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In my code I have a vector defined:

vector<vector<vector<vector<shared_ptr<foo> > > > > fooBoxes;

I am initializing the vector using:

int BOX_NUM = 12 //this is actually defined elsewhere

fooBoxes.resize(BOX_NUM);
for (int i = 0; i<BOX_NUM; i++){
  fooBoxes[i].resize(BOX_NUM);
  for (int j = 0; j < BOX_NUM; j++){
    fooBoxes[i][j].resize(BOX_NUM);
    for (int k = 0; k < BOX_NUM; k++){
      fooBoxes[i][j][k].resize(0);
    }
  }
}

I suspect that the use of vector is causing me a segmentation fault and I want to replace fooBoxes to be:

vector<vector<vector<set<shared_ptr<foo> > > > > fooBoxes

what do I do in the for loops? simply remove the resize(0) part?

Edit:
This is the output of valgrind in the crash:

==2258== Invalid read of size 8
==2258==    at 0x439237: trans(int) (stl_iterator.h:704)
==2258==    by 0x413B0E: membrane::MCstep(int) (membrane.cpp:490)
==2258==    by 0x402767: main (main.cpp:14)
==2258==  Address 0x7932420 is 8 bytes after a block of size 24 free'd
==2258==    at 0x4A05743: operator delete(void*) (vg_replace_malloc.c:346)
==2258==    by 0x405636: vec::~vec() (valarray_array.h:71)
==2258==    by 0x437D66: trans(int) (transFile.cpp:64)
==2258==    by 0x413B0E: membrane::MCstep(int) (membrane.cpp:490)
==2258==    by 0x402767: main (main.cpp:14)
==2258==
==2258== Invalid read of size 8
==2258==    at 0x439240: trans(int) (stl_vector.h:604)
==2258==    by 0x413B0E: membrane::MCstep(int) (membrane.cpp:490)
==2258==    by 0x402767: main (main.cpp:14)
==2258==  Address 0x111 is not stack'd, malloc'd or (recently) free'd
==2258==
==2258==
==2258== Process terminating with default action of signal 11 (SIGSEGV)
==2258==  Access not within mapped region at address 0x111
==2258==    at 0x439240: trans(int) (stl_vector.h:604)
==2258==    by 0x413B0E: membrane::MCstep(int) (membrane.cpp:490)
==2258==    by 0x402767: main (main.cpp:14)
==2258==  If you believe this happened as a result of a stack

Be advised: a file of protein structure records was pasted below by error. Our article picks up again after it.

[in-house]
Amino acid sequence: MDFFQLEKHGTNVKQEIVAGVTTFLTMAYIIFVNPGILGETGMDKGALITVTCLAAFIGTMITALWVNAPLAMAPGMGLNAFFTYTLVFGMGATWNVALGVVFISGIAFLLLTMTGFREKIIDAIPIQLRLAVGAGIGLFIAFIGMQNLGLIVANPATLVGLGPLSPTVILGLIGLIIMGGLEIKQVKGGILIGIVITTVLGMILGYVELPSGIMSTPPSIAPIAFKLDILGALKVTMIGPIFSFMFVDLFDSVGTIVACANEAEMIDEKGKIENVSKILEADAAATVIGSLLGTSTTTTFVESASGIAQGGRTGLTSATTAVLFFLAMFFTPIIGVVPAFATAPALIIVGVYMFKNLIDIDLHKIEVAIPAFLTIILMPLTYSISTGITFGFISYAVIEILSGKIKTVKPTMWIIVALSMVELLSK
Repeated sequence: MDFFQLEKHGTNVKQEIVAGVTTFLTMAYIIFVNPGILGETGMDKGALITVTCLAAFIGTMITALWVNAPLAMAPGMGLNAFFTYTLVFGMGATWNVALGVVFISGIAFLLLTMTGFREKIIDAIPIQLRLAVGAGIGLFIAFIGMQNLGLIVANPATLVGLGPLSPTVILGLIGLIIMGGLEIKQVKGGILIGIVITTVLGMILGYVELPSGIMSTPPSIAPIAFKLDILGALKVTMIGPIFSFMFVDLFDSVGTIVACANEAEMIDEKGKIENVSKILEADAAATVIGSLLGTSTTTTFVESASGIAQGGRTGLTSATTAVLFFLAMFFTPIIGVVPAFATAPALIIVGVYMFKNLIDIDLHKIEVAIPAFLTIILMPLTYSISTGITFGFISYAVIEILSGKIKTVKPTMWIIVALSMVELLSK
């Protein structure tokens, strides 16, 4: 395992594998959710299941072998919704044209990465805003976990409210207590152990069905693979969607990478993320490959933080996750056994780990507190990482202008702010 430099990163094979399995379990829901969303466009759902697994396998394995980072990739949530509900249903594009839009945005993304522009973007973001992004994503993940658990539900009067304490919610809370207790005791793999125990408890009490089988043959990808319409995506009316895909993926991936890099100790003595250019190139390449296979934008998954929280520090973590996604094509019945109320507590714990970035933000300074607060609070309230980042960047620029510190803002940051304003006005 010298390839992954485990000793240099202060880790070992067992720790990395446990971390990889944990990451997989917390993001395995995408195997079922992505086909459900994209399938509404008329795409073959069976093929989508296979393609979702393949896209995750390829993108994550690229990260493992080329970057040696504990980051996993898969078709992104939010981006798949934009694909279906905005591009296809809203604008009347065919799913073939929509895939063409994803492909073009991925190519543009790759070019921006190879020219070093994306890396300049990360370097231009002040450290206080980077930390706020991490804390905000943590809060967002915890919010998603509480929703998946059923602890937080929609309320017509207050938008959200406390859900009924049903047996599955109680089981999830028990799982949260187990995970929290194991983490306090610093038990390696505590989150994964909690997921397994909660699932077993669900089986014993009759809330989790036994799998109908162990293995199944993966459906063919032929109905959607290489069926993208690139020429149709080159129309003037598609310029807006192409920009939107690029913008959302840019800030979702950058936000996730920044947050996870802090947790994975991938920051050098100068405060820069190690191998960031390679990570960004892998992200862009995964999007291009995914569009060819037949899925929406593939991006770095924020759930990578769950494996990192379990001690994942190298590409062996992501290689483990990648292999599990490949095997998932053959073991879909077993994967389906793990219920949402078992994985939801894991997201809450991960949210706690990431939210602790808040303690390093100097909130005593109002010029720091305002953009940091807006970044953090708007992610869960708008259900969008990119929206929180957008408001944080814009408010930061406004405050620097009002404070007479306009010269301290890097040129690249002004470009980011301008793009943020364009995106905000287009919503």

==2258==  overflow in your program's main thread (unlikely but
==2258==  possible), you can try to increase the size of the
==2258==  main thread stack using the --main-stacksize= flag.
==2258==  The main thread stack size used in this run was 10485760.

I believe that the problem is that I'm not careful enough when I try to delete/put a bead into a vector and this is why I want to move to set.

share|improve this question
1  
What have you tried? –  Kerrek SB Aug 18 '11 at 10:20
3  
The segmentation fault is certainly not caused by vector but by a bug or in your code. –  Andreas Brinck Aug 18 '11 at 10:21
    
I just tried to compile and change stuff. I don't suspect that those line are the source of the bug. The program crushes when I try to push_back a foo into a vector –  Yotam Aug 18 '11 at 10:24
    
I thought your contained type was a pointer type, how can you push back an object? Post some actual code, maybe we can help. –  Kerrek SB Aug 18 '11 at 10:27
    
@Kerrek SB I'm pushing back a shared pointer to the vector. I know that the program is legal since it's only crash after a long run. I don't want to post the code since I believe this is more complicated than a wrong notation in a single file but rather something wrong with my paradigm. I will post in a moment the result of valgrind though –  Yotam Aug 18 '11 at 10:31

1 Answer 1

up vote 1 down vote accepted

That depends on what you want to achieve. Your code will most definitely compile if you remove fooBoxes[i][j][k].resize(0); since the std::set does not support this function.

share|improve this answer
    
Will I be able to insert and erase elemnts into the set straight away? –  Yotam Aug 18 '11 at 10:31
    
Yes, this should not be a problem. You can do that with fooBoxes[i][j][k].insert(value) and fooBoxes[i][j][k].erase(value). –  Constantinius Aug 18 '11 at 10:42
    
Just a note, set has completely different semantics from vector –  Andreas Brinck Aug 18 '11 at 10:45
    
@Andreas Brinck: Do you mean functions? I know, I'm going through the code and changing this... –  Yotam Aug 18 '11 at 10:50
    
The most important difference is that the elements in a set are always sorted. –  Andreas Brinck Aug 18 '11 at 11:06

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